BAY-DELTA TRIBUNAL PUTS STATE & NATIONAL LEGAL SYSTEM ON TRIAL
California’s Proposed Twin Tunnels Case to be Heard
Antioch, CA – “What would the San Francisco Bay-Delta ecosystem say?” is the question a panel of judges will consider when examining a case brought before them in the first-ever Bay Area Rights of Nature Tribunal based on an international rights of nature tribunal held in Paris during the climate talks last December. It’s a question gaining ground as dozens of U.S. and international communities and a handful of countries have begun recognizing rights and legal standing for ecosystems as a new framework for environmental protection. The tribunal will be held on April 30 at the Nick Rodriguez Community Center in Antioch, CA 9:30 AM-2 PM.
The case being brought before the tribunal address nature’s, community, and human rights violations presented by Governor Brown’s water policies, and particularly his proposed Twin Tunnel plan, which would significantly reduce flows needed for Delta waterways and fish. The tribunal is being put on by the Bay Area Rights of Nature Alliance (BARONA) —a network of organizations seeking to explore how recognizing legal standing for ecosystems can put new governance tools in the hands of communities.
In addition to detailing rights violations, Tribunal witnesses and experts will also offer solutions to water flow and economic development challenges that protect, not injure, human and nature’s rights. “We are pleased to work with BARONA to make the case for the San Francisco Bay-Delta,” says Barbara Barrigan-Parrilla, executive director for Restore the Delta, a group that has been working to fight the governor’s plan and support sound water alternatives.“The Delta is an imperiled national treasure — a home for wildlife, fisheries, and human culture. After 30 years of over-pumping, the Delta Tunnels proposal would complete the destruction of the largest estuary on the west coast of the Americas. Those who view the Delta as simply another water source to be drained are in for a fight. The people and wildlife of the Delta will not be erased.”
“The proposed project not only violate nature’s rights and human rights, but also illustrates that our laws legalize such harms,” adds Linda Sheehan of the Earth Law Center. “This Tribunal is about confronting a system of laws that places people and nature in harm’s way, and demonstrating a new way forward.”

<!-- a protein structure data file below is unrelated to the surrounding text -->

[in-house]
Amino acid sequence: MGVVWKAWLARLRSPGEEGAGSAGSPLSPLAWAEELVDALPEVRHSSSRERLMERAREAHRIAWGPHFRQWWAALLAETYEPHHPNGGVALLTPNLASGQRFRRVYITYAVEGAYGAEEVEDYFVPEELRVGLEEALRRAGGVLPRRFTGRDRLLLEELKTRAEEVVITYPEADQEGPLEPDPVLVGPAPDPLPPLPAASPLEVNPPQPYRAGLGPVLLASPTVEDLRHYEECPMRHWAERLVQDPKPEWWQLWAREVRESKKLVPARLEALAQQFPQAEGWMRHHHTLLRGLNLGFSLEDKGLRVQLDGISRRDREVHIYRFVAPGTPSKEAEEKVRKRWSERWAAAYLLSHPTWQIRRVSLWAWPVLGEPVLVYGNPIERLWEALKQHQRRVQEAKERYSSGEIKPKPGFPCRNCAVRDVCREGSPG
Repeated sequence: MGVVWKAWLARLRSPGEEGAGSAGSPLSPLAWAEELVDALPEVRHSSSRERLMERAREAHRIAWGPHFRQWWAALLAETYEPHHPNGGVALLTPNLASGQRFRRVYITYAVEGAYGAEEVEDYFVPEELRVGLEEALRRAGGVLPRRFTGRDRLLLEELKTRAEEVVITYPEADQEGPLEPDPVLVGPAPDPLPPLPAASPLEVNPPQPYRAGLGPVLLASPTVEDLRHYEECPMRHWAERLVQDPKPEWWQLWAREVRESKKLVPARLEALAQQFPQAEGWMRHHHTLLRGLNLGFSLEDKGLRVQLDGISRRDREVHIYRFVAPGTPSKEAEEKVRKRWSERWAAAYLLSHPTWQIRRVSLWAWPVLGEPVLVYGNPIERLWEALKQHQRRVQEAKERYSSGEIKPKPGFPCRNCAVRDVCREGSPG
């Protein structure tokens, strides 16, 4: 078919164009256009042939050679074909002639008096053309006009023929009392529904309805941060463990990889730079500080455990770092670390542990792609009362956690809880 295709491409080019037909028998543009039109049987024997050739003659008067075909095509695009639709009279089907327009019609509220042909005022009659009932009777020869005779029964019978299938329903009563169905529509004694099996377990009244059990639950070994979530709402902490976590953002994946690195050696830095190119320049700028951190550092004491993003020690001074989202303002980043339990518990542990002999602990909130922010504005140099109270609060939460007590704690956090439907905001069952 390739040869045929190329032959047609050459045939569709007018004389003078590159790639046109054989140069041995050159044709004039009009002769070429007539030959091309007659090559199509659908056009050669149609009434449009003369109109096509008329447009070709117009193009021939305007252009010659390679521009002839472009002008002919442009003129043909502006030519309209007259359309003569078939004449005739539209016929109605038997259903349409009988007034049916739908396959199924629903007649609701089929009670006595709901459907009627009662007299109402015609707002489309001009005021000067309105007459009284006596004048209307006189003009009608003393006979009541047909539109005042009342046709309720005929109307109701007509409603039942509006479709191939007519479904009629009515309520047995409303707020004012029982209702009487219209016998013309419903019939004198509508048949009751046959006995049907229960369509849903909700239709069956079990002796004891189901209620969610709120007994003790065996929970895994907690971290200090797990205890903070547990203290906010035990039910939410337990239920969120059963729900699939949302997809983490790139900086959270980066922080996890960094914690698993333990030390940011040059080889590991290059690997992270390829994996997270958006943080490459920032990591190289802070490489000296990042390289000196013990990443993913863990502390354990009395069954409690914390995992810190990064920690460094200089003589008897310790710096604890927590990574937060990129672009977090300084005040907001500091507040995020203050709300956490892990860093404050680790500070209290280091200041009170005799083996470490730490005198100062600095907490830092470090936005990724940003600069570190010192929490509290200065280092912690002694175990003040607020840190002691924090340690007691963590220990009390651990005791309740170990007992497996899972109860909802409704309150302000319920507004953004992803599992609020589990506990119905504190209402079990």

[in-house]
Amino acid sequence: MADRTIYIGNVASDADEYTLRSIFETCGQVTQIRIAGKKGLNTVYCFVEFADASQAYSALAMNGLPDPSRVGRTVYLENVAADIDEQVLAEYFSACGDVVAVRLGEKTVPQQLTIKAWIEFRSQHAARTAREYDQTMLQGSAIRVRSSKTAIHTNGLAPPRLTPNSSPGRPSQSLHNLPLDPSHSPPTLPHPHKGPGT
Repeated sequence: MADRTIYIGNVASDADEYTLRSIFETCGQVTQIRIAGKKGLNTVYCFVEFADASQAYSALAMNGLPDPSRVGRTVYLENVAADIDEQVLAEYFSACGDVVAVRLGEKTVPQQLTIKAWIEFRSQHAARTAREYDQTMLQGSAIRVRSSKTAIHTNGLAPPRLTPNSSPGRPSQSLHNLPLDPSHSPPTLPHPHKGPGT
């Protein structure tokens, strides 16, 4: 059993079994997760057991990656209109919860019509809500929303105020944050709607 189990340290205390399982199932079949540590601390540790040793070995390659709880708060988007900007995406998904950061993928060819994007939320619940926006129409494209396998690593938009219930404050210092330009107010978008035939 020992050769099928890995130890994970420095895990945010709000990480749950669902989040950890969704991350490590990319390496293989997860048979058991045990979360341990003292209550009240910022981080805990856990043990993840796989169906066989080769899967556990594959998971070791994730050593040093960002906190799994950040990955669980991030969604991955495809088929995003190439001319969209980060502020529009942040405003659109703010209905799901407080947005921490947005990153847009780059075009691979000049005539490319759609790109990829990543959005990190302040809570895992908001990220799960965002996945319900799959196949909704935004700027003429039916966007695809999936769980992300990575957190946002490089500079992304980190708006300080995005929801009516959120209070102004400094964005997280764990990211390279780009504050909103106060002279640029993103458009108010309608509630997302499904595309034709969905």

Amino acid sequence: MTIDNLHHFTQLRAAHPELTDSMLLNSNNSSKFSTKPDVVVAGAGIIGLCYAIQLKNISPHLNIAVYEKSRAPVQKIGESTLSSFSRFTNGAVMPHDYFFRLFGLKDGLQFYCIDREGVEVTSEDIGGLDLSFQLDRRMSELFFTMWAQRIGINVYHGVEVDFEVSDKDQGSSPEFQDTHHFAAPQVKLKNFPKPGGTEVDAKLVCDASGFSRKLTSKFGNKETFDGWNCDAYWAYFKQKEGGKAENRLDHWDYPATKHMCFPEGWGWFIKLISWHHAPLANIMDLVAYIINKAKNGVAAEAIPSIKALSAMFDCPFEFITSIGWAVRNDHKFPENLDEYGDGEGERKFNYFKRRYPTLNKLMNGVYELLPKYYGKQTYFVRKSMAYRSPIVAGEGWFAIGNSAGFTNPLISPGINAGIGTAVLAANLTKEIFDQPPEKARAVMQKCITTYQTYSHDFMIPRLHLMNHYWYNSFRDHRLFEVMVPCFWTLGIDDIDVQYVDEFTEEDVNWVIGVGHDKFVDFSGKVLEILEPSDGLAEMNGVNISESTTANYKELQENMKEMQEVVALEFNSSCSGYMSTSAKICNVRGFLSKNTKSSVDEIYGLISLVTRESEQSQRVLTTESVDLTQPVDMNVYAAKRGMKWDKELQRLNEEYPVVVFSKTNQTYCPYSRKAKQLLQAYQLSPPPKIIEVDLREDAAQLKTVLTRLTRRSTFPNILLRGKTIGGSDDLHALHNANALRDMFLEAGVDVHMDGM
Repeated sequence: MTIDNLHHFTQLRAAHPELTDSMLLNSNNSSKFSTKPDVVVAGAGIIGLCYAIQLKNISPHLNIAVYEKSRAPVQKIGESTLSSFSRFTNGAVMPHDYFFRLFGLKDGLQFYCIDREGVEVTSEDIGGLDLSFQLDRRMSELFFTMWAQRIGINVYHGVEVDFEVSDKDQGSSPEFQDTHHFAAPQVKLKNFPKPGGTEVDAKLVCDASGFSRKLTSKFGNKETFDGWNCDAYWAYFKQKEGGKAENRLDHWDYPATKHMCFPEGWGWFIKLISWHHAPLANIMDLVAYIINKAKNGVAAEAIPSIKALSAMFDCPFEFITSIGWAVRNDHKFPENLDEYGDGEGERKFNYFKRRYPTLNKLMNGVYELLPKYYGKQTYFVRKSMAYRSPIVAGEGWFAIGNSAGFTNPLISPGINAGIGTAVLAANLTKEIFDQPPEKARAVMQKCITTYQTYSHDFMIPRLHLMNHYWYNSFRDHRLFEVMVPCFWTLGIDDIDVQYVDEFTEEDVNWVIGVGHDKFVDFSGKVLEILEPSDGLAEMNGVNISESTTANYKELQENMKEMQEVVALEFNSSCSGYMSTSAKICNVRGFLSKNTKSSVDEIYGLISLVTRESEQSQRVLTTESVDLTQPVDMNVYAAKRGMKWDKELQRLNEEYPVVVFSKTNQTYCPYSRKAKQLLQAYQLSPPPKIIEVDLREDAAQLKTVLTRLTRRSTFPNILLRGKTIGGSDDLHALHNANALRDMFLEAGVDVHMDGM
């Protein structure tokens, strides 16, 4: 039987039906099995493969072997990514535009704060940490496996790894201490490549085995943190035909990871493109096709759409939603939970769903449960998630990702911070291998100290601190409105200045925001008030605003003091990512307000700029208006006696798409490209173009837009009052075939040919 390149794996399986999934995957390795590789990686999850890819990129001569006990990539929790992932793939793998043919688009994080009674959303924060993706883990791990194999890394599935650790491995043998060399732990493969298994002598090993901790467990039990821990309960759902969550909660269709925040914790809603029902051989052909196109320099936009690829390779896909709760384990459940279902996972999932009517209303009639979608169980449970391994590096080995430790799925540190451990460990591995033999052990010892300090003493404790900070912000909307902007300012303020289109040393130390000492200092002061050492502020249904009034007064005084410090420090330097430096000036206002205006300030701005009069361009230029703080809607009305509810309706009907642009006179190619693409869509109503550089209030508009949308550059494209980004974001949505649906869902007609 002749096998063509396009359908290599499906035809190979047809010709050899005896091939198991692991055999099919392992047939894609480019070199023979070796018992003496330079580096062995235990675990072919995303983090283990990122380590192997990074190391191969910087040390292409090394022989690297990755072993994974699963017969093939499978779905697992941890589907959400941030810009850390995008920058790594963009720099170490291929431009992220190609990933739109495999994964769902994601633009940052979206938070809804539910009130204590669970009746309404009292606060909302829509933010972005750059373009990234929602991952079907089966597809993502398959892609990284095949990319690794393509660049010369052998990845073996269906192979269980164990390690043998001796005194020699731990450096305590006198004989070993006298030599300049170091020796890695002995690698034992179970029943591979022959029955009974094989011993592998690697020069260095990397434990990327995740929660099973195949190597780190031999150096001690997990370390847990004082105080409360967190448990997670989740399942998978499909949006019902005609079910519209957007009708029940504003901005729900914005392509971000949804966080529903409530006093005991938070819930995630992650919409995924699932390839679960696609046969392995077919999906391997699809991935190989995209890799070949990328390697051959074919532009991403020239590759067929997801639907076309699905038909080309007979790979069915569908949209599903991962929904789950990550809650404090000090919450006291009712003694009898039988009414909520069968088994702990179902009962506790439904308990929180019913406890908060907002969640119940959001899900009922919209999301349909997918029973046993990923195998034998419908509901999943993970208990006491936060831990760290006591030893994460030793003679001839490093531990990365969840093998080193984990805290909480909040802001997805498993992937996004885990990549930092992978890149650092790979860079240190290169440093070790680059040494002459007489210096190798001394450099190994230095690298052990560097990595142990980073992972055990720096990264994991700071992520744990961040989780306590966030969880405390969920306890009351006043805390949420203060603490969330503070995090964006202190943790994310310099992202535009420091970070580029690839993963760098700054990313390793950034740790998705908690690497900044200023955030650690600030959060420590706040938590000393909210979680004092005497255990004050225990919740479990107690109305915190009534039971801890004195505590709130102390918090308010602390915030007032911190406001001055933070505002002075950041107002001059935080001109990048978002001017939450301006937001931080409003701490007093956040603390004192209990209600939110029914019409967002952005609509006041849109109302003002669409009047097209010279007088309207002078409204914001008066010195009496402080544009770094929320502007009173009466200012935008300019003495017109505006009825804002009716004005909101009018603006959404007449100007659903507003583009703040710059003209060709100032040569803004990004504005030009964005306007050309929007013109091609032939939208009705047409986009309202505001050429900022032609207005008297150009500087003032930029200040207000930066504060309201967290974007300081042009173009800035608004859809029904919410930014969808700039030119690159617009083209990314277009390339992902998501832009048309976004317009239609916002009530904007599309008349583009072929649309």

Rights of nature is a global movement that has been named one of the Top Ten Grassroots Movements Taking on the World by Shift Magazine. International Tribunals in Paris, Lima and Quito have recognized nature’s rights, as has the Pope and other leading figures. “Rather than treating nature as property under the law, rights of nature acknowledges that the ecosystem—in this case the Delta itself—is a rights-bearing entity,” concluded Shannon Biggs, Director of Movement Rights, a group that assists California communities pass laws that place the rights of communities and ecosystems above corporate interests. “Mendocino County and Santa Monica have already recognized these rights in order to ban fracking and develop sustainability initiatives.”
“We will fight oil until our last breath,” Manari Ushigua, president of the Zapara tribe (pictured with his sister, Gloria Ushigua) recently told journalists outside Ecuador’s Ministry of Strategic Resources. “Our spirit needs a healthy environment.”
Imagine that you live in a place where all of your ancestors always lived. Where you understood that the earth you were walking on was literally land made from the bones of those relatives. Where food was so abundant there was no need for stores. Where medicine for all of your illnesses grew in the form of plants all around you, your family and friends. Where there was no separation felt between you and the water, the air, or the trees. Imagine that you knew and understood the language of the forest, of all of the animals, and that you understood with every breath that you are a part of this very sacred system of life.
Now, the hard part. Imagine it is all being destroyed by fossil fuel extraction.
You have probably heard the statement that, “Indigenous peoples are on the front lines of climate change.” Its not just an expression. Living close to the Earth in a globalized world seeking “endless more” makes indigenous people vulnerable to the last gasp of the fossil fuel era.
Unfortunately, there are many examples of this which include the Beaver Lake Cree First Nations people whose territory includes the tar sands in Alberta, Canada, the Wangan and Jagalingou Aboriginal people in Queensland, Australia who are battling the government’s decision to allow a coal mine on their territory which would destroy their homes and sacred places, or members of the Biloxi-Chitimacha-Choctaw Nation in Louisiana who just became the first official climate refugees in the United States.
A new development in the fossil fuel destruction of indigenous lands is what is happening now in Southern Ecuador to the Kichwa people of Sarayaku. The people of Sarayaku have been battling to keep oil extraction out of their territory for decades.